10. 10.
    Bielefeldt-Ohmann, H., andL. A. Babiuk. 1986. Alteration of alveolar macrophage functions after aerosol infection with bovine herpesvirus type 1.Infect. Immun. 51:344–347.Google Scholar
  11. 11.
    Henricks, P. A. J., M. E. vander Tol, andJ. Verhoef. 1985. Interactions between human polymorphonuclear leukocytes and influenza virus.Scand. J. Immunol. 22:721–725.Google Scholar
  12. 12.
    Trigo, E., H. D. Liggitt, J. F. Evermann, R. G. Breeze, L. Y. Huston, andR. Silflow. 1985. Effect of in vitro inoculation of bovine respiratory syncytial virus on bovine pulmonary alveolar macrophage function.Am. J. Vet. Res. 46:1098–1103.Google Scholar
  13. 13.
    Roth, J. A., andM. L. Kaeberle. 1981. Effects of in vivo dexamethasone administration on in vitro bovine polymorphonuclear leukocyte function.Infect. Immun. 33:434–441.Google Scholar
  14. 14.
    Verhoef, J., P. K. Peterson, andP. G. Quif. 1977. Kinitics of staphylococcal opsonization, attachment, ingestion and killing by human polymorphonuclear leukocytes: A quantitative assay using [3H]thymidine-labeied bacteria.J. Immunol. Methods 14:303–311.Google Scholar
  15. 15.
    Babior, B. M., R. S. Kipness, andJ. T. Curnutte. 1973. Biological defense mechanisms. The production by leukocytes of Superoxide, a potential bactericidal agent.J. Clin. Invest. 52:741–744.Google Scholar
  16. 16.
    Nelson, R. D., P. G. Quie, andR. L. Simmons. 1975. Chemotaxis under agarose: A new and simple method for measuring chemotaxis and spontaneous migration of human polymorphonuclear leukocytes and monocytes.J. Immunol. 115:1650–1656.Google Scholar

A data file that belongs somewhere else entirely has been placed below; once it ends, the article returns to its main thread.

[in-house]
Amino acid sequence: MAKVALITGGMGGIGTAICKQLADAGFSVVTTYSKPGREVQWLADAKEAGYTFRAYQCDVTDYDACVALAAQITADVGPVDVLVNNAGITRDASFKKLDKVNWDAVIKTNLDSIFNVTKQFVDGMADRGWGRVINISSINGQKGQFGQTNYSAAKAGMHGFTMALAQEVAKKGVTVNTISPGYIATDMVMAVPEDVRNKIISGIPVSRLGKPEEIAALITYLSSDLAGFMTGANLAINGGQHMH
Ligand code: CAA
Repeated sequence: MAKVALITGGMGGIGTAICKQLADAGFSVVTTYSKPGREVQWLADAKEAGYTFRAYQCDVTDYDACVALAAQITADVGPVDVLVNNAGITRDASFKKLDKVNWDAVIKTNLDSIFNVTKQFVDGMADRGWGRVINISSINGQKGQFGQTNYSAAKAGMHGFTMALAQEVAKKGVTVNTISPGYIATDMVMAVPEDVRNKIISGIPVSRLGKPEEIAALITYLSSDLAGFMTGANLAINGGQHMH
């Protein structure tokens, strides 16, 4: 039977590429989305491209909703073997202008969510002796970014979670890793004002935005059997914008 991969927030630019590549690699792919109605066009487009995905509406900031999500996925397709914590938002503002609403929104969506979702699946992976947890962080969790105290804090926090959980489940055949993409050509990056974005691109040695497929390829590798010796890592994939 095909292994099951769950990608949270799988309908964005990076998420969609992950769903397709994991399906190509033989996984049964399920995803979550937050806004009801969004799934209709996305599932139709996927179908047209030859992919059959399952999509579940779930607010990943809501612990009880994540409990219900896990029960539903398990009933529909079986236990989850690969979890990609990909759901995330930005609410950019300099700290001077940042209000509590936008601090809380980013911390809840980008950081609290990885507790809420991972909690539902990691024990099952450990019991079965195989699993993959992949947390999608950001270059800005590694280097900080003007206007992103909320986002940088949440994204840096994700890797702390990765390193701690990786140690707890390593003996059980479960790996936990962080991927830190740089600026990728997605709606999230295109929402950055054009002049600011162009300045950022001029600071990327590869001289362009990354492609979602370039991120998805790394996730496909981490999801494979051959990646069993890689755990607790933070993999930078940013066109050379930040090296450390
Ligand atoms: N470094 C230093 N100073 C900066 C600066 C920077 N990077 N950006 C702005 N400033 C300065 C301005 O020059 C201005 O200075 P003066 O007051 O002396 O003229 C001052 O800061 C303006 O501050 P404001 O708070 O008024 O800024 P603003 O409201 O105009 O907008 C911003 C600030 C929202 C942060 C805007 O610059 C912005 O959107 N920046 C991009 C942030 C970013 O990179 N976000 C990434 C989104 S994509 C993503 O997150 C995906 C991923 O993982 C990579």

17. 17.
    Simensen, E., B. Laksesvela, A. K. Blom, andQ. V. Sjaastad. 1980. Effects of transportations, a high lactose diet and ACTH injections on the white blood cell count, serum cortisol and immunoglobulin G in young calves.Acta Vet. Scand. 21:278–290.Google Scholar
  18. 18.
    Axelrod, J., andT. D. Reisine. 1984. Stress hormones: Their interaction and regulation.Science 224:452–459.Google Scholar
  19. 19.
    Rivkin, I., J. Rosenblatt, andE. L. Becker. 1975. The role of cyclic AMP in the chemotactic responsiveness and spontaneous motility of rabbit peritoneal neutrophils. The inhibition of neutrophil movement and the elevation of cyclic AMP levels by catecholamines, prostaglandins, theophylline and cholera toxin.J. Immunol. 15:1126–1134.Google Scholar
  20. 20.
    Abrass, C. K., S. W. O'conner, P. J. Scarpace, andI. B. Abrass. 1985. Characterization of theβ-adrenergic receptor of the rat peritoneal macrophage.J. Immunol. 135:1338–1341.Google Scholar
  21. 21.
    Schenkelaars, E. J., andI. L. Bonta. 1985.β 2-Adrenoceptor agonists reverse the leukotriene C4-induced release response of macrophages.Eur. J. Pharmacol. 107:65–70.Google Scholar
  22. 22.
    Henricks, P. A. J., M. E. Van Der Tol, andJ. Verhoef. 1984. Aggregation of human polymorphonuclear leucocytes during phagocytosis of bacteria.Immunology 52:671–678.Google Scholar
  23. 23.
    Bassett, J. R., andN. N. Tait. 1981. The effect of stress on the migration of leukocytes into the peritoneal cavity of rats following infection of an inflammatory agent.Aust. J. Exp. Biol. Med. Sci. 59:651–666.Google Scholar
  24. 24.
    Harmsen, A. G., andT. H. Turney. 1985. Inhibition of in vivo neutrophil accumulation by stress. Possible role of neutrophil adherence.Inflammation 9:9–20.Google Scholar
  25. 25.
    Dahinden, C., C. Galanos, andJ. Fehr. 1983. Granulocyte activation by endotoxin. I. Correlation between adherence and other granulocyte functions, and the role of endotoxin structure on biological activity.J. Immunol. 130:857–862.Google Scholar

Copyright information

© Plenum Publishing Corporation 1987

Authors and Affiliations

  • P. A. J. Henricks
    • 1
  • G. J. Binkhorst
    • 2
  • F. P. Nijkamp
    • 1
  1. 1.Pharmacy and Toxicology Department of PharmacologyInstitute for Veterinary PharmacologyUtrecht
  2. 2.Department of Large Animal MedicineState university of UtrechtUtrechtThe Netherlands

Personalised recommendations